Baths - Ocean Death EP

Baths dwells on imperfectness in muted tones.

Additional Info


ALBUM: Ocean Death EP




Los Angeles electronica musician, Will Wiesenfield AKA Baths, has returned with a new five-track release that dwells on the more somber temperaments of his LA beats/synth-pop infusion. The EP, Ocean Death, constitutes Bath’s third proper release for indie hip-hop label Anticon, and vaguely follows in the darker nature that inspired his sophomoric Obsidian LP last year. But whilst Obsidian delivers a capricious rendering of suicidal thought, this effort only hints at those bleak emotions through the relatively stable treatment of everyday topics like romance, ephemerality, and day-dreamed introspection. Consequently, Ocean Death is grounded in a way that his previous works shy away from, as Wiesenfield seems less distracted by the sonic experimentation that his Low End Theory peers might favor. Certainly, the EP stands a far cry from the ecstatic expressions of his 2010 debut album, Cerulean (though apparently Ocean Death’s title track was initially conceived of in that year).

Therefore, Baths eschews prismatic imagery for duller hues in Ocean Death. Yet, moderation is not equivalent to lack of detail and, if anything, the EP primarily succeeds due to this restraint: constructing breathtakingly fragile moments in some precarious balancing act. Working in slow-motion graphics, the tracks zoom in on each element in high-definition, and each movement seems more pivotal and momentous than at real-life speeds. Notably, Ocean Death steps back from Bath’s usual sensory-overload, and the EP avoids the color-muddling and monochromic vibrancy that his prior works sometimes fall prey to. This overall adjustment in tone owes much to his engagement with aqueous themes, which surfaces as sonic mimicry (such as the rainy patter of hi-hats in “Voyeur”, or the EP’s panning voices that simulate sound-dislocation in liquid); but also dictates the albums fluid dynamics, that moves and builds with a sluggish tidal weight.

Of course, cinematics can be cheap without proper handling, but Wiesenfield’s productions are, as usual, impeccable. He manages to keep the EP’s sounds crisp and tactile, even as he allows chaos to creep in through digital mishaps and seemingly-lazy vocal overlaying. In this way, Ocean Death feels organic, neither too mechanical in quality, nor rigidly locked to a temporal grid like so many other electronically-produced songs. For instance, reverberant fretboard swipes and found objects provide “Fade White” with a lush soundscape, whilst the digital sound-gallery in “Yawn” is a gorgeous use of electronics to barrage the senses. Though Baths fans may be used to a blurred line between digital production and organic sounds, Ocean Death proves again that the LA producer straddles that division better than most. Partially, this is a result of the live-band instrumentation, such as guitars and acoustic percussion, that the EP is based around; but still, Wiesenfield knits digital sounds and live-recording together so seamlessly that the difference between the two is not always discernable.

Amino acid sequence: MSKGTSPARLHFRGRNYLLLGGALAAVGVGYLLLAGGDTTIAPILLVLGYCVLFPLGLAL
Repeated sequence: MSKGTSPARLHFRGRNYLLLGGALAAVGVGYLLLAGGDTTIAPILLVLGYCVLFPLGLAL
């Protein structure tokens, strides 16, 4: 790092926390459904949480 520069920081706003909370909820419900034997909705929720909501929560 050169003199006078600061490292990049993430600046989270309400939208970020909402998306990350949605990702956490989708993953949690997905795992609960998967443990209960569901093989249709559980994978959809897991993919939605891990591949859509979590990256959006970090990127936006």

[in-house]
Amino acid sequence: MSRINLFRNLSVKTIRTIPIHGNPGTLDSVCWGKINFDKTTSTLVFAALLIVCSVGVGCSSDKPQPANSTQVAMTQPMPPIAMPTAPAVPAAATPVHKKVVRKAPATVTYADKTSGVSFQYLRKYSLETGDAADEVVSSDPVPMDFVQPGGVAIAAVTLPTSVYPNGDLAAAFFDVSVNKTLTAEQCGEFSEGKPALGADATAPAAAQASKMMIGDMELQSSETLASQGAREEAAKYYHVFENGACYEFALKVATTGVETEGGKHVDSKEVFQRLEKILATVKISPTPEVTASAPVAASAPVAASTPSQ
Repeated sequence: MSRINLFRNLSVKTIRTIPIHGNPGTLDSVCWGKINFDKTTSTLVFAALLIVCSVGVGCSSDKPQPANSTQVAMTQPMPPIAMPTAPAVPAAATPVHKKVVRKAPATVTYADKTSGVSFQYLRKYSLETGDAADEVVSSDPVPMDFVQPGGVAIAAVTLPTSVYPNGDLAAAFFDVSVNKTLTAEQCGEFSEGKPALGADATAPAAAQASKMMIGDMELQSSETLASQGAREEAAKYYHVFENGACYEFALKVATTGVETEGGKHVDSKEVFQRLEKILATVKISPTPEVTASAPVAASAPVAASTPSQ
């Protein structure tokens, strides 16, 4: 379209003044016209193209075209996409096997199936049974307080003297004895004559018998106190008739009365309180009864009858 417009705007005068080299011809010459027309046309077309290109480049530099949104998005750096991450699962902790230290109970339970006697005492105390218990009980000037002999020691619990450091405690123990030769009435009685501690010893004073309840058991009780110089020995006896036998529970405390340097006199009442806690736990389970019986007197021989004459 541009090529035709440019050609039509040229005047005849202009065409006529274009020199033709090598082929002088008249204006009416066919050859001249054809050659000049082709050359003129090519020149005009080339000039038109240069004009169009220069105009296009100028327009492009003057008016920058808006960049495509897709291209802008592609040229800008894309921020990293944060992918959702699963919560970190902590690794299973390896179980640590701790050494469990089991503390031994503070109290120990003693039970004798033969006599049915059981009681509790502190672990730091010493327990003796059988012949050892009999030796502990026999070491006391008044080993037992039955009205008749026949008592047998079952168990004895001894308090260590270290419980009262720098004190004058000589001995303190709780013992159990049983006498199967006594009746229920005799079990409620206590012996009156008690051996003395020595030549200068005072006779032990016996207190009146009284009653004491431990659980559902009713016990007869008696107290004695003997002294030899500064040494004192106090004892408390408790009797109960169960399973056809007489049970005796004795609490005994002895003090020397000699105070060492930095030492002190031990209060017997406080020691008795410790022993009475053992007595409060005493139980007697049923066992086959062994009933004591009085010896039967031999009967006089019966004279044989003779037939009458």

The main focus, however, will always be Baths’ falsetto, quivering with a sort of intimate adolescence. Due to its specific timbre, his vocals cannot help but lighten the mood, and indeed, many of the tracks on Ocean Death develop from brooding murmurs to epiphanical exclamations through the introduction of his carefree warbles. The lyrics themselves are a bit more forlorn, and deal with romanticized sceneries such as “The sun’s collapse” and oceanic “[Graveyards]”, but Baths has a nonchalance that seems to laugh at this melodrama—even mentioning that he is “a bit of a mope” in the third cut. As a result, his songs read as humble reflections from a curious mind, leading listeners through intimate settings (“Your steady breath when you’re breathing”) to some imperfect resolution (“The world will yawn/ yawn and move on”). Furthermore, their poetic form is well thought-out, and Wiesenfield’s lyrics could almost achieve the same emotionality as ink-on-paper.